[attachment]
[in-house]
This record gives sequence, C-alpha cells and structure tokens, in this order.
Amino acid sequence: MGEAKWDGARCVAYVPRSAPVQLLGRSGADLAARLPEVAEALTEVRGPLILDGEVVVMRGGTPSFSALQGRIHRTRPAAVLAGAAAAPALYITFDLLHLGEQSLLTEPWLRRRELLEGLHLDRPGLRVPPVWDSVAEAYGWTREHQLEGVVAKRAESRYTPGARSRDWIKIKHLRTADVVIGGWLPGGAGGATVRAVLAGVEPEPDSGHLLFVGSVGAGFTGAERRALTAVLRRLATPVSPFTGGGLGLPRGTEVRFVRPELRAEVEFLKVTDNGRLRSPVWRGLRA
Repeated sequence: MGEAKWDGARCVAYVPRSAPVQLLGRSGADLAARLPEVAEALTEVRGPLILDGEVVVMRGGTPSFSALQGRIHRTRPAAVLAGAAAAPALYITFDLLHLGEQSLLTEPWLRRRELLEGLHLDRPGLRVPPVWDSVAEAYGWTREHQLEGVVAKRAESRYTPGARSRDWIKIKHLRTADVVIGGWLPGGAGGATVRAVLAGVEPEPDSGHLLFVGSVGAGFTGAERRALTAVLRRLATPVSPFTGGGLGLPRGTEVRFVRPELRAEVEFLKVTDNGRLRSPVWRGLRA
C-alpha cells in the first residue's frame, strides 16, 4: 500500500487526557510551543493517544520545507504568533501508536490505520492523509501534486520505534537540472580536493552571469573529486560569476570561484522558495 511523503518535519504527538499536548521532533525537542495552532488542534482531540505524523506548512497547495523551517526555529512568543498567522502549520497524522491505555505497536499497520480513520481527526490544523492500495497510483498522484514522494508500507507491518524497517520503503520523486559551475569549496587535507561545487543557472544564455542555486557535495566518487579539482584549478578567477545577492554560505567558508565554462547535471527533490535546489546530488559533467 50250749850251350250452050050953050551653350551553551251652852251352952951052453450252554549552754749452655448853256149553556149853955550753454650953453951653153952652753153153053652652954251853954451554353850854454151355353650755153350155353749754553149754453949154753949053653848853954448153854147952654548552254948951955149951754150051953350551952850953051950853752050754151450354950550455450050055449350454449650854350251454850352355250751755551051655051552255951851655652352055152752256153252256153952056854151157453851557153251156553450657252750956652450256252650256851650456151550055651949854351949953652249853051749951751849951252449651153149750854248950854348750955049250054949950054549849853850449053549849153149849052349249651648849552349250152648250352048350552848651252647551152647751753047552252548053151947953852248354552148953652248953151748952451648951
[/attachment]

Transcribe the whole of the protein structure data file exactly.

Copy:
[in-house]
This record gives sequence, C-alpha cells and structure tokens, in this order.
Amino acid sequence: MGEAKWDGARCVAYVPRSAPVQLLGRSGADLAARLPEVAEALTEVRGPLILDGEVVVMRGGTPSFSALQGRIHRTRPAAVLAGAAAAPALYITFDLLHLGEQSLLTEPWLRRRELLEGLHLDRPGLRVPPVWDSVAEAYGWTREHQLEGVVAKRAESRYTPGARSRDWIKIKHLRTADVVIGGWLPGGAGGATVRAVLAGVEPEPDSGHLLFVGSVGAGFTGAERRALTAVLRRLATPVSPFTGGGLGLPRGTEVRFVRPELRAEVEFLKVTDNGRLRSPVWRGLRA
Repeated sequence: MGEAKWDGARCVAYVPRSAPVQLLGRSGADLAARLPEVAEALTEVRGPLILDGEVVVMRGGTPSFSALQGRIHRTRPAAVLAGAAAAPALYITFDLLHLGEQSLLTEPWLRRRELLEGLHLDRPGLRVPPVWDSVAEAYGWTREHQLEGVVAKRAESRYTPGARSRDWIKIKHLRTADVVIGGWLPGGAGGATVRAVLAGVEPEPDSGHLLFVGSVGAGFTGAERRALTAVLRRLATPVSPFTGGGLGLPRGTEVRFVRPELRAEVEFLKVTDNGRLRSPVWRGLRA
C-alpha cells in the first residue's frame, strides 16, 4: 500500500487526557510551543493517544520545507504568533501508536490505520492523509501534486520505534537540472580536493552571469573529486560569476570561484522558495 511523503518535519504527538499536548521532533525537542495552532488542534482531540505524523506548512497547495523551517526555529512568543498567522502549520497524522491505555505497536499497520480513520481527526490544523492500495497510483498522484514522494508500507507491518524497517520503503520523486559551475569549496587535507561545487543557472544564455542555486557535495566518487579539482584549478578567477545577492554560505567558508565554462547535471527533490535546489546530488559533467 50250749850251350250452050050953050551653350551553551251652852251352952951052453450252554549552754749452655448853256149553556149853955550753454650953453951653153952652753153153053652652954251853954451554353850854454151355353650755153350155353749754553149754453949154753949053653848853954448153854147952654548552254948951955149951754150051953350551952850953051950853752050754151450354950550455450050055449350454449650854350251454850352355250751755551051655051552255951851655652352055152752256153252256153952056854151157453851557153251156553450657252750956652450256252650256851650456151550055651949854351949953652249853051749951751849951252449651153149750854248950854348750955049250054949950054549849853850449053549849153149849052349249651648849552349250152648250352048350552848651252647551152647751753047552252548053151947953852248354552148953652248953151748952451648951